One day he brought a bunch of slender twigs into the classroom and put them in a jar of water. Everyone laughed at his twigs and somebody even tried to sweep the floor with them as if they were a birch broom.
He took them away and put them back in water. Every day he changed it.
Zhenechka laughed at him, too.
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The Third Son — Short Story by Andrei Platonov

The Third Son - Short Story by Andrei Platonov

The Third Son — Short Story by Andrei Platonov


A Short Story by Andrei Platonov from the book In the Beautiful and Violent World
An old woman living in a small town had died, and her husband, a seventy-year-old pensioner, was at the telegraph office sending out to six different addresses in various republics six identical telegrams: “Mother passed away come home father.”
The elderly clerk took her time counting the money, getting confused over the change, her hands shaking as she wrote out the receipts. Then she stamped them. The old man gazed meekly at her through the wooden hatch, vague thoughts flitting through his head as he tried to distract himself from his sorrow. He felt that she, too, had a sad and troubled heart—perhaps she was a widow or by some evil fate a wife deserted by her husband.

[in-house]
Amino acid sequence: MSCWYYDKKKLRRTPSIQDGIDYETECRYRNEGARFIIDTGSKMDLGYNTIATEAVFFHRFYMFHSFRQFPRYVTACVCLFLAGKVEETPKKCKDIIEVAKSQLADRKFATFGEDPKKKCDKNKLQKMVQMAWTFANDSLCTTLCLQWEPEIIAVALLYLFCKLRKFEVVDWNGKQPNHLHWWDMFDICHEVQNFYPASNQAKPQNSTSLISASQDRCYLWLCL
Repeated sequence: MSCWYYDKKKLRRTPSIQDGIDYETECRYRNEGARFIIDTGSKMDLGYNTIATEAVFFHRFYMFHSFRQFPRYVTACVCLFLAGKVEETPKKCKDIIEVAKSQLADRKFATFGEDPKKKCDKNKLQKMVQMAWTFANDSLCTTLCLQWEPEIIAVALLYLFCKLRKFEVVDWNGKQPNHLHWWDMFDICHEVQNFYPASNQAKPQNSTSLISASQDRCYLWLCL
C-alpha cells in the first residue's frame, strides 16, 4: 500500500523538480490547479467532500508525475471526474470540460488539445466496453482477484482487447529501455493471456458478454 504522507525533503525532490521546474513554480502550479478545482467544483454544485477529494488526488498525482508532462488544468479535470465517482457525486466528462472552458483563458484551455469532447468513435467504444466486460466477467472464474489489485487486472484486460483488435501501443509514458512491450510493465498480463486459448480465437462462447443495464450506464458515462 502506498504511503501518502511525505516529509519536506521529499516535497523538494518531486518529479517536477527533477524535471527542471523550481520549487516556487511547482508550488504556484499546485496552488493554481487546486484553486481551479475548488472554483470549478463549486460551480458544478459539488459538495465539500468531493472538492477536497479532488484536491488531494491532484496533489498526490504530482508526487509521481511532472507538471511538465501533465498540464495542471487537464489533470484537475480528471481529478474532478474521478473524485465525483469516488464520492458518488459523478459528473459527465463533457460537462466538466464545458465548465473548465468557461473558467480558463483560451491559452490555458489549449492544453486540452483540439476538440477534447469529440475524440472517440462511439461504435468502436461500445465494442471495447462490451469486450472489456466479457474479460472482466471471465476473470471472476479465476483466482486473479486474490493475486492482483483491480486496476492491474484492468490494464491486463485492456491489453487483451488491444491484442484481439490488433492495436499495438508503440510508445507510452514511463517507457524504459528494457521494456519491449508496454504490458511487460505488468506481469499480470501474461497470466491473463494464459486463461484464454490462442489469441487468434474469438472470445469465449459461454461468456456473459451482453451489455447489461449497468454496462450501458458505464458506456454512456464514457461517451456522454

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The Gift of the Magi by O. Henry

The Gift of the Magi by O. Henry

The Gift of the Magi by O. Henry


One dollar and eighty-seven cents. That was all. And sixty cents of it was in pennies. Three times Della counted it. One dollar and eighty- seven cents. And the next day would be Christmas.
Della felt so bad she sat down on their shabby little couch and cried, but that didn’t help either. Drying her eyes, she walked to the window of the small apartment. The furnished flat at eight dollars per week was all that she and her husband Jim could afford on his weekly salary of twenty dollars.